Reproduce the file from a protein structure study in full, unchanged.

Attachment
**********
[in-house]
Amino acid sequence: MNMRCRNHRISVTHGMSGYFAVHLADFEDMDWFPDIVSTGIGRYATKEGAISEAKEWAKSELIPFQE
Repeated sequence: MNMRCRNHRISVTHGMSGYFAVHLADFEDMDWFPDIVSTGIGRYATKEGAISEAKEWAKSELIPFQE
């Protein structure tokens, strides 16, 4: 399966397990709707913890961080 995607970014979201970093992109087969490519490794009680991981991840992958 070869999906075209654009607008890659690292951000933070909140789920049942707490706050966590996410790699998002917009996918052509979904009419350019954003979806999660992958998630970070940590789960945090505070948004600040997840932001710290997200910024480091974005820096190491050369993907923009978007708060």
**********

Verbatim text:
[in-house]
Amino acid sequence: MNMRCRNHRISVTHGMSGYFAVHLADFEDMDWFPDIVSTGIGRYATKEGAISEAKEWAKSELIPFQE
Repeated sequence: MNMRCRNHRISVTHGMSGYFAVHLADFEDMDWFPDIVSTGIGRYATKEGAISEAKEWAKSELIPFQE
């Protein structure tokens, strides 16, 4: 399966397990709707913890961080 995607970014979201970093992109087969490519490794009680991981991840992958 070869999906075209654009607008890659690292951000933070909140789920049942707490706050966590996410790699998002917009996918052509979904009419350019954003979806999660992958998630970070940590789960945090505070948004600040997840932001710290997200910024480091974005820096190491050369993907923009978007708060």